To Test or Not to Test (for Gifted Kids)? 5 Questions to Consider
By superparentmom on March 21, 2014
Here’s the question. Is it better to know or not know specific details concerning your child’s intelligence? You do know your child is smart and shows herself to be more capable than other kids her age. You’re good with that. No need for testing. These kids get tested enough as it is. Touché! Is there any validity to having your child privately tested or request school testing? Do you need to put him through that? Or worry about labels? Good questions. Allow me to give you some food for thought as you mull this over in your mind or with your spouse or your child’s teacher.
Here are the five questions (give or take) that guided my thinking regarding testing. I hope it will help you to arrive at a conclusion you can own as well.
1. What is to be gained by testing? What am I dealing with? Where is this all going? How can I parent a child who may in fact be smarter than me? Unique discipline issues have crept up like balance between their intelligence and their respect of authority. What do I do?
2. What are his academic strengths and weaknesses? How can I foster the strengths and strengthen the weaknesses? What areas of skill seem innate to him and which need prodding? If I’m going to be an informed advocate for my child, I need some direction. What exactly is he going to need as a learner? Taking into consideration his personality and self-concept, shouldn’t I know his level of potential and how can I help him be successful at every step along the way?
3. What should be my educational considerations? What options would best fit his learning style and level? What financial decisions might need to be planned for? What combination might take him farther?
4. What social and emotional needs do I need to be prepared for regarding my child? Sometimes he shines and other times he completely misses the boat. Does he even have friends or only one? Is this okay?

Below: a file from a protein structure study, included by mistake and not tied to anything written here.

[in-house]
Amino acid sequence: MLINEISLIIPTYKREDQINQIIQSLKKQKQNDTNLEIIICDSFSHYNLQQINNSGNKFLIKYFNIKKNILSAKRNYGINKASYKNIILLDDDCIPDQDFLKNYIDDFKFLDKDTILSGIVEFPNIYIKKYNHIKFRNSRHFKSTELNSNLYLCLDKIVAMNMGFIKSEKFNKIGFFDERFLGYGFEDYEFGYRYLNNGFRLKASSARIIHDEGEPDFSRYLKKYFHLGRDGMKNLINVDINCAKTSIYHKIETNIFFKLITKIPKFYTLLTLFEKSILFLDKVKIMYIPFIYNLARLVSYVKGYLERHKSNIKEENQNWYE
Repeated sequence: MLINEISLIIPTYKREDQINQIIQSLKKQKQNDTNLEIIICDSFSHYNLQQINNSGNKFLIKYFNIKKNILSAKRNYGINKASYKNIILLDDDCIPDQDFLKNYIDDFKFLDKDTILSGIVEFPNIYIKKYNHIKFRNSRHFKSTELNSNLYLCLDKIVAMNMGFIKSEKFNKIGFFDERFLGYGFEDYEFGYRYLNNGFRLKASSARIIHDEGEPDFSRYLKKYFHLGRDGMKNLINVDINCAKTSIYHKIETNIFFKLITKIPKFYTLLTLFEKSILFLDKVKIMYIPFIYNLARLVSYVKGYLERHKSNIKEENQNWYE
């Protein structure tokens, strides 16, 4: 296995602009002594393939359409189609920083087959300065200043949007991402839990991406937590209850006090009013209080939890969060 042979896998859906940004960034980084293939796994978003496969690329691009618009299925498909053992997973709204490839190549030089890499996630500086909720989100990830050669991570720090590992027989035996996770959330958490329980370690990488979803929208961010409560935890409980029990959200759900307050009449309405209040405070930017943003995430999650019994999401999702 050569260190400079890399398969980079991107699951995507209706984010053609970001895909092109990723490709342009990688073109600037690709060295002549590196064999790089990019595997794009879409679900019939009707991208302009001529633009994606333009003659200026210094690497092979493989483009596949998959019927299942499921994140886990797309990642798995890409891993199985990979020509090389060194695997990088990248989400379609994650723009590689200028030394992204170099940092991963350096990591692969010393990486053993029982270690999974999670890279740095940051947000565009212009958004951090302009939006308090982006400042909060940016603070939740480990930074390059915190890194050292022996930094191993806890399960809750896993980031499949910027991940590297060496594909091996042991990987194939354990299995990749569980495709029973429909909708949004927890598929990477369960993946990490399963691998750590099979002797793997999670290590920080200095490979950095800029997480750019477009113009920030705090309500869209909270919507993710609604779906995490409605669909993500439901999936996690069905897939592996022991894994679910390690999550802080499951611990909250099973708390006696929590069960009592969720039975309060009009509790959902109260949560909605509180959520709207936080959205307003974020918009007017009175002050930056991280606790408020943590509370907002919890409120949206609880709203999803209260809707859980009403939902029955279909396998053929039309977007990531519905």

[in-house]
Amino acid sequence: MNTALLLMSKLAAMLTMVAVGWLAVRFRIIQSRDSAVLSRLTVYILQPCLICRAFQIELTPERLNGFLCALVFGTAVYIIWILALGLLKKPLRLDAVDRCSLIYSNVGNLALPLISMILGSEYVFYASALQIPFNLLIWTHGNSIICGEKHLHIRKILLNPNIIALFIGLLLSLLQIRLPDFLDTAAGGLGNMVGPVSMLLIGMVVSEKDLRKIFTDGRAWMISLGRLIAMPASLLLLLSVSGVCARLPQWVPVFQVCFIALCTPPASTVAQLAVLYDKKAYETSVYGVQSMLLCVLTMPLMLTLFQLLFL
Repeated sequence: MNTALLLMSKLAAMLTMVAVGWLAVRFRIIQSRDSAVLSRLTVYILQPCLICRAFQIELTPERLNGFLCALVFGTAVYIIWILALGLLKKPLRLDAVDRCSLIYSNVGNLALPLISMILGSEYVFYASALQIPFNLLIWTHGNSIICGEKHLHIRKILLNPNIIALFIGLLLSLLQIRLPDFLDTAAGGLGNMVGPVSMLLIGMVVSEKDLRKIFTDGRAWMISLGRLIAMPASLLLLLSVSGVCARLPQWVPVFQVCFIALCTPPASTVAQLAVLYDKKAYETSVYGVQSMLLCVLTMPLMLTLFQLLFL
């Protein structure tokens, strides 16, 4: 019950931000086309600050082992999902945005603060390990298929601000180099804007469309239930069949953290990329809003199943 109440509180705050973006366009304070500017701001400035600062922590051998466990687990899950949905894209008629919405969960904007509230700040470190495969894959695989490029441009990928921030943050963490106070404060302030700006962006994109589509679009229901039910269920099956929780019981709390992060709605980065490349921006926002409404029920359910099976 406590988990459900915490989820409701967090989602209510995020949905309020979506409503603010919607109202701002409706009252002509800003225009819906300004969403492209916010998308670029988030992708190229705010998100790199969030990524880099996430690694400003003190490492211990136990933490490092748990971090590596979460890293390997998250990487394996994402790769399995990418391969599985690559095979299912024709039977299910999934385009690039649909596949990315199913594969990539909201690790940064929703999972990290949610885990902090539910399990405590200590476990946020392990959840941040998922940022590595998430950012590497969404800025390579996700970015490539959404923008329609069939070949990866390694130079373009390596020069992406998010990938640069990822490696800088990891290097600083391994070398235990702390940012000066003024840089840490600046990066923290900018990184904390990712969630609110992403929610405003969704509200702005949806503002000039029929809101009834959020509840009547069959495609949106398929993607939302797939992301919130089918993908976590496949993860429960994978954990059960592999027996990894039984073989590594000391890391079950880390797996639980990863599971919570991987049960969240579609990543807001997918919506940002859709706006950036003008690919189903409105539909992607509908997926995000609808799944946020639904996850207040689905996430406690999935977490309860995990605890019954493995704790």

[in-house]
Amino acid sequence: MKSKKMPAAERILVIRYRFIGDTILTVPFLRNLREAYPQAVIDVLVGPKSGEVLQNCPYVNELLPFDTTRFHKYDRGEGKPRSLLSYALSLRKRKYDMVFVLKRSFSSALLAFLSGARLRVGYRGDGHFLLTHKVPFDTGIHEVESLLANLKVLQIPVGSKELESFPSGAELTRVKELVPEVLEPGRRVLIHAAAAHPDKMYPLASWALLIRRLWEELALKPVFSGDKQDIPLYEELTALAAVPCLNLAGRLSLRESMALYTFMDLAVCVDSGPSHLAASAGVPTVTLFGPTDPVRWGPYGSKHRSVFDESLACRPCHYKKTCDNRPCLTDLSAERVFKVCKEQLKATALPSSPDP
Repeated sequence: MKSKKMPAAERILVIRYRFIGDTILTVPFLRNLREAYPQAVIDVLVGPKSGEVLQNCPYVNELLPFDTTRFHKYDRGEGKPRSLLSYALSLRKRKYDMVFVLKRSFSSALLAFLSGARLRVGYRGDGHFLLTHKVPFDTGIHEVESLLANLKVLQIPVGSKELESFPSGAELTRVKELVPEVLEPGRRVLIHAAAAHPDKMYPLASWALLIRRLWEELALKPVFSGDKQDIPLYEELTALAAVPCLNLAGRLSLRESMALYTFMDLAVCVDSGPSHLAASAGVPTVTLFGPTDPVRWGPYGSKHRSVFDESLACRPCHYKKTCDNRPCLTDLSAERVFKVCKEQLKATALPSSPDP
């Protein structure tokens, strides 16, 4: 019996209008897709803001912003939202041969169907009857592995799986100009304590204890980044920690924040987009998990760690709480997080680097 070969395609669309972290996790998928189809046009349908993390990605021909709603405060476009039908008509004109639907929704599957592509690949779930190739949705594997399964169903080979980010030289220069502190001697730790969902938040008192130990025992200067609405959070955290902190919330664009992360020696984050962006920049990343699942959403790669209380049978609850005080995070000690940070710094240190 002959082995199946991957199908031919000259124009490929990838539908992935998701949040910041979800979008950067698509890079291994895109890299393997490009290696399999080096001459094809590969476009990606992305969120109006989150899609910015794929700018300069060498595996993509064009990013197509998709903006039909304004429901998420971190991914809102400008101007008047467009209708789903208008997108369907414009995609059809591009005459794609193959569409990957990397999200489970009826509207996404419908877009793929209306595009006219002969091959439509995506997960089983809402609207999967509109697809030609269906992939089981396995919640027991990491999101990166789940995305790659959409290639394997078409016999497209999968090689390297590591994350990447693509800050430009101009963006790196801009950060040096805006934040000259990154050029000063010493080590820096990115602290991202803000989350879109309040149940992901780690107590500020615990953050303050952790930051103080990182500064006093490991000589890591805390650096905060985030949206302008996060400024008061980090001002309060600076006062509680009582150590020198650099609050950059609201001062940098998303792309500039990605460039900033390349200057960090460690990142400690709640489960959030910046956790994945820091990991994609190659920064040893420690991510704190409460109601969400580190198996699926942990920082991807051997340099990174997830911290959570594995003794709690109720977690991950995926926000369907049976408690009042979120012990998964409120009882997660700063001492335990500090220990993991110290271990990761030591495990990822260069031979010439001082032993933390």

5. I know he’s smart but someday he may not perform in the classroom. How do I prevent underachievement? Due to boredom? Unengaging environment? No motivation? How will I know if he’s bored if I don’t know what he’s capable of? I don’t want a class clown on my hands or a recluse.
So there you have it. Five (or so) questions to consider. It is very hard to keep the focus on learning as a process or a journey, but that is a more accurate description. No one ever arrives. There should be no specific parental outcome or parental expectation placed on them, which is REALLY hard to do. (I don’t believe I’ve ever said, “Come on, you’re smarter than that.” Ok. Maybe once or twice or three times.)
And what about the six and under set where testing is mostly inaccurate? If you are interested, there is in fact, an excellent online parent inventory you might consider. Developed by Dr. Deborah Ruf, who has extensive experience in this area including working for Mensa, it gives valuable insight into your child’s intellectual world. (It does cost $25 – but a worthy investment-in my opinion, not to be confused with my other “In My Opinion” posts!)
IF your conclusion is the same as mine, the better question may not be to test or not to test, but rather when?
Does testing seem daunting? Are you a good test taker?
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